I consider him to be one of the greatest southpaws in boxing. He is on my personal list of the top 15 southpaws, and is certainly in some pretty good company. Alphabetically, the other 14 are: Joe Calzaghe, Hector Camacho, Young Corbett III, Flash Elorde, Tiger Flowers, Khaosai Galaxy, Marvin Hagler, Vasily Lomachenko, Freddie Miller, Michael Nunn, Manny Paquiao, Vicente Saldivar, Lew Tender, and Pernell Whitaker.

In closing, I would like to add that in researching this article I had the pleasure of meeting Tyrone’s younger brother Eddie (his photo is on the lower right of Tyrone’s image with Angel Wings). Eddie was very instrumental in making this article on Tyrone possible. We had many conversations coast-to-coast, California to Philadelphia, and he gave me some excellent information. One thing that I didn’t know is that Tyrone was actually a converted southpaw. Another interesting item was that Everett and his brothers Mike and Eddie all hung out together in South Philly with other well know boxers such as, just to name two, Matthew Saad Muhammad and Jeff Chandler; they were all the best of friends in and out of the boxing gym.

Everett was an amazing talent who undoubtedly was destined to become a world champion, but on May 26, 1977, he was tragically shot and died at the age of 24. 

Tyrone Everett is peacefully at rest and is buried next to his mother, Doris Everett, at Eden Cemetery in Collingdale, Pennsylvania.

4 thoughts on “Tyrone Everett

  1. Another great article from dmboxing.com! When I was a kid in the 70’s and 80’s ring magazine would feature a story on one if the older fighters. They vf were always very informative and made the fighters seem real to me. This article does the same thing for me. Great work!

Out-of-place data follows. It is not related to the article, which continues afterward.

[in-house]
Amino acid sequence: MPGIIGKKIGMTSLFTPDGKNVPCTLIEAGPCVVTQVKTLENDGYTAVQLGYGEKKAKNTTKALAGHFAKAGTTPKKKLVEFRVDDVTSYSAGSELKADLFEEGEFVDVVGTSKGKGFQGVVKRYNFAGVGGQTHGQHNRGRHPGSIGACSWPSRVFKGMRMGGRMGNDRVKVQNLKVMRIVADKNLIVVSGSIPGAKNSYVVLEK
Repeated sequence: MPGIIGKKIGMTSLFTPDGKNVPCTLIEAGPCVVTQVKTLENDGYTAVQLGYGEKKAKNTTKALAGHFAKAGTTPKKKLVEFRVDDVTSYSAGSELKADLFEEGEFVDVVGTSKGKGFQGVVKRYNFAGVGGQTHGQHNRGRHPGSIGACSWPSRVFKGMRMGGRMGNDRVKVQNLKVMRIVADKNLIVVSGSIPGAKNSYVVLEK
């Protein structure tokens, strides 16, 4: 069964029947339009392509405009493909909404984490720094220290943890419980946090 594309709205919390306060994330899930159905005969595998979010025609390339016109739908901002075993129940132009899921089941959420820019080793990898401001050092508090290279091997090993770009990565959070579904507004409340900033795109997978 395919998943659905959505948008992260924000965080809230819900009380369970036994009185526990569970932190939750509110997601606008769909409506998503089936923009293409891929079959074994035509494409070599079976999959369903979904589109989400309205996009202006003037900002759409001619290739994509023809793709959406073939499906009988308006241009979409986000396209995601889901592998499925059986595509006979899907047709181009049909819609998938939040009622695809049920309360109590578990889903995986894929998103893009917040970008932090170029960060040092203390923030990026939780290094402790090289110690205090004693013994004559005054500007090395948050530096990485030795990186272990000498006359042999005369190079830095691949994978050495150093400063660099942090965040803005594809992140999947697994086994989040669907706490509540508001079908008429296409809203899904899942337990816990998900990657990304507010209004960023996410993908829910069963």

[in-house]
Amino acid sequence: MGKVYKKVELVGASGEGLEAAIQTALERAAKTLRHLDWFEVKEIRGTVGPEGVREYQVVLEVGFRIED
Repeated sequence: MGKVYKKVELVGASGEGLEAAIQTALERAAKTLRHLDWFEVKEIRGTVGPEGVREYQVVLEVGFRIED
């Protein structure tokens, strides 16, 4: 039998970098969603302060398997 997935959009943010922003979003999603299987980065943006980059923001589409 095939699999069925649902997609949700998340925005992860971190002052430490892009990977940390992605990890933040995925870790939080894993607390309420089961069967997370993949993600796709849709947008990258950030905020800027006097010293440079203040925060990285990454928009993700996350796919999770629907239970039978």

2. Great article and great comment Joel Foose! I first heard of his Escalara fight in a solid boxing group and watched it. Hell of a fighter!

  3. I used to train at Billy Newman’s when I came in early one day to wait for my trainer Freddy Gilbert. Billy Newman’s went back to the days of Jack Johnson, located smack-dab in the middle of the red light district called the Tenderloin District on Hyatt and Leavenworth. Sitting on the bleachers you could feel the ghosts of days gone by with the 2 original rings on the main floor and an assortment of bags from regular to huge. There was also a ring in a room leading downstairs where Johnny “Carnation Kid” Vtali ran.
    On this particular day I heard the speed bag rattling off a steady sound of rythm that illustrated the person hitting that bag had a great talent for it. 1,2,3,4 rounds straight through the 1 minute rest period , not a single miss. It made me think, “Who the hell is that down there?” As I walked down the old steps to the bottom of the gym, halfway into his 5th round was a sweat drenched black fighter looking like a middleweight with extra wide shoulders and a thin waist whose hands were a blur, steadily, machine-like hands, pounding away at that small speed-bag. On the back of shirt were the words in bold blue ink, ” Mean Machine.” It was Tyrone Everret, getting ready for a 10 rounder against a fighter who was making some noise in the Bay Area boxing world, Ray Lunny lll. Ray was better off finding someone else to leap over as Tyrone dropped him in the 1st round and gave him an old Philly beat down for the remainder of the fight.